Hi, FTL; I know that LL has always had a steady income from in-world transactions, but they’ve always been looking for much more than that, and quite understandably – the SL mainland is hideously expensive to run, for example, requiring a lot of hardware and maintenance, and they need to do more than skim the cream off the top of the economy to make it a viable growth business before someone else pips them to the answer and steals the notoriety crown. Or to put it another way, if the status quo was their business model end-game, why didn’t they invest the income more quickly in infrastructure, stability and bug-squashing, enhancing the end-user experience? I posit that it’s because they had bigger fish to fry all along, though I’d be happy to be proved wrong if you have more information.
I’d like to hear, here maybe, what is needed in terms of hardware – to run a single 250m2/15K prims sim. Then I’d like hearing how it can be scaled to, say, 500m2/100K prims, and run on my home desktop. My guess? five years from now. So that basicly means, anyone can run a Second Life server in 6 years, and probably a far stabler, far more versatile, far more diverse SL-analogue server. You;ll have a basic server, but lots of plugins and mods and tweaks (like the bouncing boobies emerald mod – *smirk* or the upcoming emerald “integral adjustable penis” mod coming out in 2 months) … Right now a few millions are playing around with SL clients – what if tens of millions of people are working on it? For example, the *amazing* Kirstens client was made by one single programmer! The potential for improvement is amazing, and is set to accelerate. LL will have problems keeping that in the box, and their client and servers might flee from their hands, people left and right modding, improving and using it and LL not receiving a penny from an emerging billion dollar industry.
The big breakthroughs will be – gestural interfaces. A steroscopic interface using lean hardware. A far more userfriendly interface (which will happen next year – expect to be surprised). Bigger sims, or sims you can “embed” in bigger spaces (immersion in Google Earth?). Interoperability with other engines. correct physical integration with sketchup models. Absolutely smooth transition from sim to sim, or maybe getting rid of the idea of sims altogether. Augmented Reality SL.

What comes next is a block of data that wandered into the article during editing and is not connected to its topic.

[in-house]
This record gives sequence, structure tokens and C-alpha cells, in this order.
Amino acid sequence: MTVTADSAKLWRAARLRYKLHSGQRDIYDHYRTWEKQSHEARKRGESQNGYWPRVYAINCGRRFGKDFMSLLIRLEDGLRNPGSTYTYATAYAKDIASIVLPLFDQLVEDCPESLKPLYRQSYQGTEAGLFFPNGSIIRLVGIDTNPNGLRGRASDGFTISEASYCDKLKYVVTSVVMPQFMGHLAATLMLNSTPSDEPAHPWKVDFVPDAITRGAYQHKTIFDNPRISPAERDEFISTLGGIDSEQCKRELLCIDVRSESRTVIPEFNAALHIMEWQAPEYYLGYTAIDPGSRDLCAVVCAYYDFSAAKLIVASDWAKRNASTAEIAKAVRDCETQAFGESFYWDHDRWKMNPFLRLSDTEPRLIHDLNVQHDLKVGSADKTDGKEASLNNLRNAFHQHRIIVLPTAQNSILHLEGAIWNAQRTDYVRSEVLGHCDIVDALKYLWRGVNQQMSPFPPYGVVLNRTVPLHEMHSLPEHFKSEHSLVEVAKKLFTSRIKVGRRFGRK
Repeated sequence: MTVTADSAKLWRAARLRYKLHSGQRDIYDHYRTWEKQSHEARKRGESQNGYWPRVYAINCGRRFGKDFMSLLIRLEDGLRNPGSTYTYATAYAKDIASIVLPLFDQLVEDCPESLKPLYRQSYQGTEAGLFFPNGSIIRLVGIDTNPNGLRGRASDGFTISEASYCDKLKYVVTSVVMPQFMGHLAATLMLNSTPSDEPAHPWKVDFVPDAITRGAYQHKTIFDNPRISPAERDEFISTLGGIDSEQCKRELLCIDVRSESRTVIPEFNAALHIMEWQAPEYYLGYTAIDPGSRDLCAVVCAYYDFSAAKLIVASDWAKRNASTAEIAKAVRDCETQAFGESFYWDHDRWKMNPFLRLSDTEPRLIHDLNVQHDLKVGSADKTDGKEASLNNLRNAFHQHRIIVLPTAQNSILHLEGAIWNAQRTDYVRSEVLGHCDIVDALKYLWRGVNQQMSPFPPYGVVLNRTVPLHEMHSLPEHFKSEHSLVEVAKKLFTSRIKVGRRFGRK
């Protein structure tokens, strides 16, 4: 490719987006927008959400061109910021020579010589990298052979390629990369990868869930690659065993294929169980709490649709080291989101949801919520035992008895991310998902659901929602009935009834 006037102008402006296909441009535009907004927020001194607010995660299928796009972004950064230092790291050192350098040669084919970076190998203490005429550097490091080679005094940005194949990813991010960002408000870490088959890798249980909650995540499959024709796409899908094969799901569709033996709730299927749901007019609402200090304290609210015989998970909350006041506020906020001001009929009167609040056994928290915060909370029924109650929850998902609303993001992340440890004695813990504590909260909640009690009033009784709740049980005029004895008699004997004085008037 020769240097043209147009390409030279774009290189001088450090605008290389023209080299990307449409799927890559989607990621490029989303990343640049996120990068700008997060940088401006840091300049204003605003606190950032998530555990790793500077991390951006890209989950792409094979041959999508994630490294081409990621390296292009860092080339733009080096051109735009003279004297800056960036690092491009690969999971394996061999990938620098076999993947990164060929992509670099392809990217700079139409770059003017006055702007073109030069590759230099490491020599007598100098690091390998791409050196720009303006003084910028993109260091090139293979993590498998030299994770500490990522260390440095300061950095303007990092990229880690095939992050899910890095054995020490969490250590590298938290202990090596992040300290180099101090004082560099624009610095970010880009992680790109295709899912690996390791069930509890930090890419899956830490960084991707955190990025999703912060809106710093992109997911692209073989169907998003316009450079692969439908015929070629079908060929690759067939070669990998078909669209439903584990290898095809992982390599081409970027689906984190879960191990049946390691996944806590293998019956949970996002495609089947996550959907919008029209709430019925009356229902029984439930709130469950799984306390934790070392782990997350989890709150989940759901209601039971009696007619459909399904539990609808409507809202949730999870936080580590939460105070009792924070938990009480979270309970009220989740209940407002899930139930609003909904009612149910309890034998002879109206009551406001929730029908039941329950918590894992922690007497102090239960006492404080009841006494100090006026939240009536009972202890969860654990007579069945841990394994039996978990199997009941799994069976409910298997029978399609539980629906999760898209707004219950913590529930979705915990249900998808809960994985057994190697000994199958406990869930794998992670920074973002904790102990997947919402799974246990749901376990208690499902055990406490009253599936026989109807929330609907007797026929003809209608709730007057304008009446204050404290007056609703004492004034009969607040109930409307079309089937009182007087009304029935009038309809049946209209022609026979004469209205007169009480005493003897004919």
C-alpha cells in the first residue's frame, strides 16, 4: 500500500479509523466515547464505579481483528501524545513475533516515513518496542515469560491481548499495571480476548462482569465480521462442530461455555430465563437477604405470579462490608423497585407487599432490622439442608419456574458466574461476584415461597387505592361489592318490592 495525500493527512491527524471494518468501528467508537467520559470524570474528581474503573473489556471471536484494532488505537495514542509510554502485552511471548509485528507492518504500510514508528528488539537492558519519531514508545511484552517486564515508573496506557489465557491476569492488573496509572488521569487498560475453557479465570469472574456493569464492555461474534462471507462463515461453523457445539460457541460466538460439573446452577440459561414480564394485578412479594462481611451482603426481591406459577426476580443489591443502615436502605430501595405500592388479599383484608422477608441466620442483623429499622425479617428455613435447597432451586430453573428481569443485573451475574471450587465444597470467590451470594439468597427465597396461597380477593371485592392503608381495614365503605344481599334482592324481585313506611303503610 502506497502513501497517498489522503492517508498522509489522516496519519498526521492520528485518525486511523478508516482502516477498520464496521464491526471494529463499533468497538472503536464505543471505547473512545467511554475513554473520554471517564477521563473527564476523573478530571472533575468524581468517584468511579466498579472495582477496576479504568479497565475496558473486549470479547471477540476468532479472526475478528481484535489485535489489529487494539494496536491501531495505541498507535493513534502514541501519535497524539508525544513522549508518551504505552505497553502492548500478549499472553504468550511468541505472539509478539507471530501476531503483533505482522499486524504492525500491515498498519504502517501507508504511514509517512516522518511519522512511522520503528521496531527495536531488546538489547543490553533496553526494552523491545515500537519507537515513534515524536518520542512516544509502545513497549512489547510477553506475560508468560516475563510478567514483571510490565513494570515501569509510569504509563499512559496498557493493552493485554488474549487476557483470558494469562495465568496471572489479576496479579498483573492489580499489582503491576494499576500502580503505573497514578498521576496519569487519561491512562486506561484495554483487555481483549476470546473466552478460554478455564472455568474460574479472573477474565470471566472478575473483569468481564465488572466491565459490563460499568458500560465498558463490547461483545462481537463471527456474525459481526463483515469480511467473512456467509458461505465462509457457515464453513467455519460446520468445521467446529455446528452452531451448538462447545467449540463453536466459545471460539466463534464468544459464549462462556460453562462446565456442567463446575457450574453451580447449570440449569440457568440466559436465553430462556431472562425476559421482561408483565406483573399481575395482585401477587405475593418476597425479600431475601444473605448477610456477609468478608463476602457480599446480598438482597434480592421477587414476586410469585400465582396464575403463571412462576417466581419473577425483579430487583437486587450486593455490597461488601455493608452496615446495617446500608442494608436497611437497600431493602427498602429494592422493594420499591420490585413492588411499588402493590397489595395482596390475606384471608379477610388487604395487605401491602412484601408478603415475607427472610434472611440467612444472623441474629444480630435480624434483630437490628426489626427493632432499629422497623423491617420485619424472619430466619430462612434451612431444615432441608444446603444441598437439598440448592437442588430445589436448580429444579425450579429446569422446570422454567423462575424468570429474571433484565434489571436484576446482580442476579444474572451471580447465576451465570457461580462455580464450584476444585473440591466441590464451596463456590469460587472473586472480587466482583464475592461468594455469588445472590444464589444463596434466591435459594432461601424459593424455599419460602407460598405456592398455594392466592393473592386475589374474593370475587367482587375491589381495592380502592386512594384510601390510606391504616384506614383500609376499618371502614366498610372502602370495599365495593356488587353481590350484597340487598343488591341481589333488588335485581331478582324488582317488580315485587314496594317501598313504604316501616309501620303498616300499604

The endpoint will be private networks with unique physics or services: vatican SL sims versus futanari sims; each locking off connectivity to each other. Space simulation sims. High-detail model sims, allowing far better representation of clothing or consumer products.
Even now most people don’t have a raging clue how big these markets stand being, and how much they will affect media such as TV or cinema (or music). Or work! With people in SL handling detailed renditions of telepresence spaces – by somehow building up the view from several camera angles in the real world into a 3D image in a specialized SL (have a look at Google BuildingMaker!) – you can have teleworkers controlling/instruction robots, working from the home. This will be very welcome to the real estate markets, and there will be increased demand for far bigger homes, as people work from an office space in their own home. But what will they do with all those offices no longer needed? Bear in mind, this might become an issue emerging in less than ten years! Technology will reach maturation in about five to allow companies to work FAR cheaper than competitors (and consequently, outcompete competitors) by using these virtual tools. How much can a hospital save by using homeworkers ? How much can a security firm save? How much can a real estate agency save ? crowd controllers ? scientists ? educators? … the military ?
Remember this could be a landslide change to job markets in less than ten years. So my question remains – based on Moore’s Law, how small would a SL server be in ten years from now. If it would plausibly fit on something I can hold in my hand like a phone – then the consequences will be staggering and potentially disruptive.